Black holes are a part of general relativity. I'm not familiar enough with that to be able to say anything about them, but saying that two things must be related because they both cause singularities in the mathematics is invalid reasoning. The equation 1/x has a singularity near x = 0, but that doesn't mean that you risk creating a black hole every time you try to plot its graph!


Back to top
Profile
Space Station Commander
Space Station Commander
User avatar
Joined: Mon Oct 06, 2003 9:22 pm
Posts: 843
Location: New York, NY
Post    Posted on: Sun Mar 08, 2009 5:11 pm
that's a pretty good description.

i haven't done general relativity at all but im guessing there are far fewer elegant descriptions of it around.

_________________
Cornell 2010- Applied and Engineering Physics

Software Developer

Also, check out my fractals


Back to top
Profile
Moderator
Moderator
avatar
Joined: Thu Jun 03, 2004 11:23 am
Posts: 3745
Location: Hamburg, Germany
Post    Posted on: Wed Mar 11, 2009 7:09 pm
Hello, TerraMrs,

I am very familiar with what you say.

I don't assume that Physics don't apply within Black Holes. I also know well that by changing the nature of space distant locations can be got to in less time than possible at going by c.

I don't want to invove changes of the nature of space nor do I need any assumption about Physics.

The point still is to alter the direction of thinking and view - not from slow to fast but from fast to slow. The circumstance that nothing having a mass can go by c might point to useful insights.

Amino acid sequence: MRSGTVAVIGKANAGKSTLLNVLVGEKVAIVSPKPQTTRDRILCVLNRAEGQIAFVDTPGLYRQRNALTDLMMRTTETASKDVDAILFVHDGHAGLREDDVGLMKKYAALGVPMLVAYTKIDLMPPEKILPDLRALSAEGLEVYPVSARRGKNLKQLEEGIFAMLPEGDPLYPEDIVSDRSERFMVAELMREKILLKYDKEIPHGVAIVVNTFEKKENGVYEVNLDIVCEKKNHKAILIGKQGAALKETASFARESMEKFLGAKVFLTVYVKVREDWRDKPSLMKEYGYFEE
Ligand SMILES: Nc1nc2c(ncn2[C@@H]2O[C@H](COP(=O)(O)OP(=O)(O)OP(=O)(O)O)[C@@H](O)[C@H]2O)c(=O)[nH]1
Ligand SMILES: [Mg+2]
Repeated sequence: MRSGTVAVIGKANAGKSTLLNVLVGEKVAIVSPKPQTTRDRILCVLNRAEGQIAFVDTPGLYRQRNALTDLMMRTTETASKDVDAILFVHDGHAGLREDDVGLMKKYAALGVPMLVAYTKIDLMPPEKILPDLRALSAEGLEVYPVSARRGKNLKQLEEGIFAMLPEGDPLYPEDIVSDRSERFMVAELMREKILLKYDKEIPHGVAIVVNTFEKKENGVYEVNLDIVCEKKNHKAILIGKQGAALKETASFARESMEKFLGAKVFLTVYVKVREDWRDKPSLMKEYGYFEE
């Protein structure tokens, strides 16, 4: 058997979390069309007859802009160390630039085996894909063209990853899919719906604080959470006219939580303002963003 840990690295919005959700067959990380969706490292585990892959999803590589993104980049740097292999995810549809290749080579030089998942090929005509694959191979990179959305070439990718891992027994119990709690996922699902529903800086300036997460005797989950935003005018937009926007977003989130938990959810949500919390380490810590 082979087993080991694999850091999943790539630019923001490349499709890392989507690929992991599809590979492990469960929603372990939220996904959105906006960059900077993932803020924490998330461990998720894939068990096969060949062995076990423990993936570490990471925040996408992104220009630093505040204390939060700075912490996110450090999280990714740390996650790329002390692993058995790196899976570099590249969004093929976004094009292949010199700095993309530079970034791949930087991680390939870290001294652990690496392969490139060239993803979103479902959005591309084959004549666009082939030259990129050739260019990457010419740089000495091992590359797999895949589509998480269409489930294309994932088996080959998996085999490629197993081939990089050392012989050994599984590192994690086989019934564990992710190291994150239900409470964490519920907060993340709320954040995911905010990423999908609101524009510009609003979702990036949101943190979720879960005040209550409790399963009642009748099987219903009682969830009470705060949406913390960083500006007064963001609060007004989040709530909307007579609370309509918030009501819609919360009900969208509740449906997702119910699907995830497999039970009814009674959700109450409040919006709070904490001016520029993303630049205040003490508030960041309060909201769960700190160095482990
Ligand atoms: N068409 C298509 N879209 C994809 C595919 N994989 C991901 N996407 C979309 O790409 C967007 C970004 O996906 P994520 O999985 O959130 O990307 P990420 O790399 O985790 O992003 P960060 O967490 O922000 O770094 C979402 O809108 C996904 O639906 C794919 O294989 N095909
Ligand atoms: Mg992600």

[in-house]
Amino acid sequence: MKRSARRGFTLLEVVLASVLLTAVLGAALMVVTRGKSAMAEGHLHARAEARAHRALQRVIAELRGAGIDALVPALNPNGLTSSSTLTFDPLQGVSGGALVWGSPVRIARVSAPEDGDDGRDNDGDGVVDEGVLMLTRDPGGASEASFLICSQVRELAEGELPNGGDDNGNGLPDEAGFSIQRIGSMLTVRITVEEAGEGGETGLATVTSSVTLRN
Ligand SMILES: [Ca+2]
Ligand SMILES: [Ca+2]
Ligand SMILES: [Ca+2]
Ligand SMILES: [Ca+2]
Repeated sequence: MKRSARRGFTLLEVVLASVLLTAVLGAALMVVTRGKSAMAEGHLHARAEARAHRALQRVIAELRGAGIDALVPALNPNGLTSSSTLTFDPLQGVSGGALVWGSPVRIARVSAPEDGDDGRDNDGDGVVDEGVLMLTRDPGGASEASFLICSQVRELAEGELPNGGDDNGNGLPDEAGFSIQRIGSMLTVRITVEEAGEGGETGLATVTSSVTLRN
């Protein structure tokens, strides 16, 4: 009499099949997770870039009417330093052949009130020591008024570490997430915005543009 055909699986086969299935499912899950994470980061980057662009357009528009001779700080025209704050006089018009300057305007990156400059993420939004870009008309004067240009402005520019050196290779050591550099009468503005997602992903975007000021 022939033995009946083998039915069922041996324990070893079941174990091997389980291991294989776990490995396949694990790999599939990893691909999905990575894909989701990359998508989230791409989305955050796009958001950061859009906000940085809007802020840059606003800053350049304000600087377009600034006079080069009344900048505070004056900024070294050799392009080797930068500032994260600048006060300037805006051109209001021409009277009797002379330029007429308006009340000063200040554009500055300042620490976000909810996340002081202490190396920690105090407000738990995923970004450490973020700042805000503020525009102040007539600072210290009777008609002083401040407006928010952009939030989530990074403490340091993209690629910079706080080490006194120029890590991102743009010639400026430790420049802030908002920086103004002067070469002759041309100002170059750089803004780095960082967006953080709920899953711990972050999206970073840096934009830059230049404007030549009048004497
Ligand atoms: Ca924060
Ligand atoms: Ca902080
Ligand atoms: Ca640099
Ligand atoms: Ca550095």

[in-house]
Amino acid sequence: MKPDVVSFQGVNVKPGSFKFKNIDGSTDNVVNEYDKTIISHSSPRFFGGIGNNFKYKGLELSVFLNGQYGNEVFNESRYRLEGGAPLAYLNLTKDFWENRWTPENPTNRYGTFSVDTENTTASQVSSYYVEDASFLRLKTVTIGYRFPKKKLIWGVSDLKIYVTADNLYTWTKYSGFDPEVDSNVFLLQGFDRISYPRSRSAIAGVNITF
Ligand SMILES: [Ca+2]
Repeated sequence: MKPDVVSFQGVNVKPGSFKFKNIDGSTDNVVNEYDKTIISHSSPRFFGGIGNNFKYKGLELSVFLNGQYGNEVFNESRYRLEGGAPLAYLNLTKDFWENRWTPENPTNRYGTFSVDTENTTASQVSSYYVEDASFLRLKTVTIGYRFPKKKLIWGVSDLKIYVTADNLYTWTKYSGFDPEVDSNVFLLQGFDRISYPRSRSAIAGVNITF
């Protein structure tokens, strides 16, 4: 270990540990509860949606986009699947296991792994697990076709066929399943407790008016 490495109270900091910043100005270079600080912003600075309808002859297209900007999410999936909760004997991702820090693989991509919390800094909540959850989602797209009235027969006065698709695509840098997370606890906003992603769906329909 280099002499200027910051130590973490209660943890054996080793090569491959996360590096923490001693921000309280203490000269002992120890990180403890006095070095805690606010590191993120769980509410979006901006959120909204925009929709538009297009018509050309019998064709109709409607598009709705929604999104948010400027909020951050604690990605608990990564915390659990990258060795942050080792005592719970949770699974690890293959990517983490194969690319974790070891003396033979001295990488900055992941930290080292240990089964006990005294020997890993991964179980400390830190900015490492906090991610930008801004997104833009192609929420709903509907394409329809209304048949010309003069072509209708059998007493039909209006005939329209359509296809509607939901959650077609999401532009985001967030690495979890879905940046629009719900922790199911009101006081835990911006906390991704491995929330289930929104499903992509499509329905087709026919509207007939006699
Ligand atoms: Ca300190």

Hello, Lourens,

I don't say that the two things must be related because they cause mathematical singularitues.

What I do is to apply something I read in a journal like the german version of Scientific American or in a book comparable to such a journal.

According to what I read for a photon time stands still because a photon can go by c since it has no mass and hence experiences infinte dilation of time. But a photon passes a lot of locations and places.

So either the photon is at several places at the same time or those places are all the same as seen by the photon.

Both alternatives would mean that it makes sense that things having mass can't go by c. Either the mass of them would be ubiquitous or their mas would be concentrated in one point. This would mean that the density is that high that a Black Hole would be formed...

This also might correspond to the infinite energies required to achieve c.

If it really is so then even velocities below but close to c might involve dangers that must be avoided and thus would put another upper limit of velocity that is less than c.



Dipl.-Volkswirt (bdvb) Augustin (Political Economist)


Back to top
Profile
Space Station Commander
Space Station Commander
User avatar
Joined: Mon Oct 06, 2003 9:22 pm
Posts: 843
Location: New York, NY
Post    Posted on: Thu Mar 12, 2009 12:52 am
yea not really, black holes require finite energy to form. there's no reason to believe that it's at all dangerous to go close to c from a fundamental physics standpoint (though obviously you will have to have crazy radiation shielding if you are doing that). as far as i'm aware, the mass increase due to going really fast doesn't actually change your own gravitational field, and is instead just a consequence of E=mc^2=m0*c^2+T (assuming no potential field). besides, we've never had any indication from particle accelerators that it's dangerous, and we can accelerate electrons to like .9999c at least in a big one. that's way faster than we could possibly consider sending a spaceship.

maybe i don't understand what you're trying to say?

_________________
Cornell 2010- Applied and Engineering Physics

Software Developer

Also, check out my fractals


Back to top
Profile
Display posts from previous:  Sort by  
Post new topic Reply to topic  [ 11 posts ] 
 

Who is online 

Users browsing this forum: No registered users and 30 guests


© 2014 The International Space Fellowship, developed by Gabitasoft Interactive. All Rights Reserved.  Privacy Policy | Terms of Use